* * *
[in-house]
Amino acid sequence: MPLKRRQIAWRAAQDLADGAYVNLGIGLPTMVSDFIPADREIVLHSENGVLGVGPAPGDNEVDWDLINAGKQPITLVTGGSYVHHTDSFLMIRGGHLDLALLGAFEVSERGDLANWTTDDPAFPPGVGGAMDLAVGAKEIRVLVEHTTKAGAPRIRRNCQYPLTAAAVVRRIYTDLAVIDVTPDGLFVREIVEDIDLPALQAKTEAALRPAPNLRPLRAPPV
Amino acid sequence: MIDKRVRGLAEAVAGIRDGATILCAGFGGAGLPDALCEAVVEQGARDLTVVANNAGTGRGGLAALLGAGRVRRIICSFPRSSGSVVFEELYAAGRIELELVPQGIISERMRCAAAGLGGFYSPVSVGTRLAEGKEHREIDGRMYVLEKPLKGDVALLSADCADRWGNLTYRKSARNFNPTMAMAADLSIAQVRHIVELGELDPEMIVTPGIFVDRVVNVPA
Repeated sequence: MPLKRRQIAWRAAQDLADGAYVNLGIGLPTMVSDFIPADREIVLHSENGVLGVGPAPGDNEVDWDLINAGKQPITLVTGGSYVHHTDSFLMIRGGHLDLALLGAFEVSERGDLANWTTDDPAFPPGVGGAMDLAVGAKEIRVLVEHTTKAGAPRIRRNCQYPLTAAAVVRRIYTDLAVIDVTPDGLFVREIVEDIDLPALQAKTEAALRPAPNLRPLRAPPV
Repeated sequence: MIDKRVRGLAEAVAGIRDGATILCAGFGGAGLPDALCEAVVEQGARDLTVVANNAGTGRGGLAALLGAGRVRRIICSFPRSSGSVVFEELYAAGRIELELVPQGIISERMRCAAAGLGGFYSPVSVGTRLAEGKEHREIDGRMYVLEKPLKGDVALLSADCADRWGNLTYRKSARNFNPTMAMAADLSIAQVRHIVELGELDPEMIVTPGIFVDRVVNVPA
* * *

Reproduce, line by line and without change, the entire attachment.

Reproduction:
[in-house]
Amino acid sequence: MPLKRRQIAWRAAQDLADGAYVNLGIGLPTMVSDFIPADREIVLHSENGVLGVGPAPGDNEVDWDLINAGKQPITLVTGGSYVHHTDSFLMIRGGHLDLALLGAFEVSERGDLANWTTDDPAFPPGVGGAMDLAVGAKEIRVLVEHTTKAGAPRIRRNCQYPLTAAAVVRRIYTDLAVIDVTPDGLFVREIVEDIDLPALQAKTEAALRPAPNLRPLRAPPV
Amino acid sequence: MIDKRVRGLAEAVAGIRDGATILCAGFGGAGLPDALCEAVVEQGARDLTVVANNAGTGRGGLAALLGAGRVRRIICSFPRSSGSVVFEELYAAGRIELELVPQGIISERMRCAAAGLGGFYSPVSVGTRLAEGKEHREIDGRMYVLEKPLKGDVALLSADCADRWGNLTYRKSARNFNPTMAMAADLSIAQVRHIVELGELDPEMIVTPGIFVDRVVNVPA
Repeated sequence: MPLKRRQIAWRAAQDLADGAYVNLGIGLPTMVSDFIPADREIVLHSENGVLGVGPAPGDNEVDWDLINAGKQPITLVTGGSYVHHTDSFLMIRGGHLDLALLGAFEVSERGDLANWTTDDPAFPPGVGGAMDLAVGAKEIRVLVEHTTKAGAPRIRRNCQYPLTAAAVVRRIYTDLAVIDVTPDGLFVREIVEDIDLPALQAKTEAALRPAPNLRPLRAPPV
Repeated sequence: MIDKRVRGLAEAVAGIRDGATILCAGFGGAGLPDALCEAVVEQGARDLTVVANNAGTGRGGLAALLGAGRVRRIICSFPRSSGSVVFEELYAAGRIELELVPQGIISERMRCAAAGLGGFYSPVSVGTRLAEGKEHREIDGRMYVLEKPLKGDVALLSADCADRWGNLTYRKSARNFNPTMAMAADLSIAQVRHIVELGELDPEMIVTPGIFVDRVVNVPA